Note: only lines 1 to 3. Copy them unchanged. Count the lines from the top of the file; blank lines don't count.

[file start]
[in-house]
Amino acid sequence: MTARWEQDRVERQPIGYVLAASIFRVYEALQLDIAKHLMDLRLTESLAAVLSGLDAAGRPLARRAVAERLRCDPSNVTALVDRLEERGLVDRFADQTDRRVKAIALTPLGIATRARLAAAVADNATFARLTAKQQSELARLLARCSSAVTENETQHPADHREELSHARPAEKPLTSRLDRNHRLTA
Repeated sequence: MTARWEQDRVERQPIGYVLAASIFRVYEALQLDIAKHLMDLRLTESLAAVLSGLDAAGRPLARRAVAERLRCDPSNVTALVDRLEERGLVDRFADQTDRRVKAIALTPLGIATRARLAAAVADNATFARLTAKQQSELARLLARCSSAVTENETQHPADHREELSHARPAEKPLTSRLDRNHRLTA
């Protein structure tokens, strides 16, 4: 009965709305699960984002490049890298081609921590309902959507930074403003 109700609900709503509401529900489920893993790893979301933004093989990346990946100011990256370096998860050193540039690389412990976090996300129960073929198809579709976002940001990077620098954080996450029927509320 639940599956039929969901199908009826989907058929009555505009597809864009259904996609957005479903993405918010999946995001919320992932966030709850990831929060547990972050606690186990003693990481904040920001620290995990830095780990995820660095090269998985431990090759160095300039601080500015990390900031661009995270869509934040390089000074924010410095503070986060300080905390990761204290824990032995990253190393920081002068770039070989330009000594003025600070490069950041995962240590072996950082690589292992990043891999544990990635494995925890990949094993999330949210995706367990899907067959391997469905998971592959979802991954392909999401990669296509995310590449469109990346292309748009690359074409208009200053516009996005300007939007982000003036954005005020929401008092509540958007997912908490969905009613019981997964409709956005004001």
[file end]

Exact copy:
[in-house]
Amino acid sequence: MTARWEQDRVERQPIGYVLAASIFRVYEALQLDIAKHLMDLRLTESLAAVLSGLDAAGRPLARRAVAERLRCDPSNVTALVDRLEERGLVDRFADQTDRRVKAIALTPLGIATRARLAAAVADNATFARLTAKQQSELARLLARCSSAVTENETQHPADHREELSHARPAEKPLTSRLDRNHRLTA
Repeated sequence: MTARWEQDRVERQPIGYVLAASIFRVYEALQLDIAKHLMDLRLTESLAAVLSGLDAAGRPLARRAVAERLRCDPSNVTALVDRLEERGLVDRFADQTDRRVKAIALTPLGIATRARLAAAVADNATFARLTAKQQSELARLLARCSSAVTENETQHPADHREELSHARPAEKPLTSRLDRNHRLTA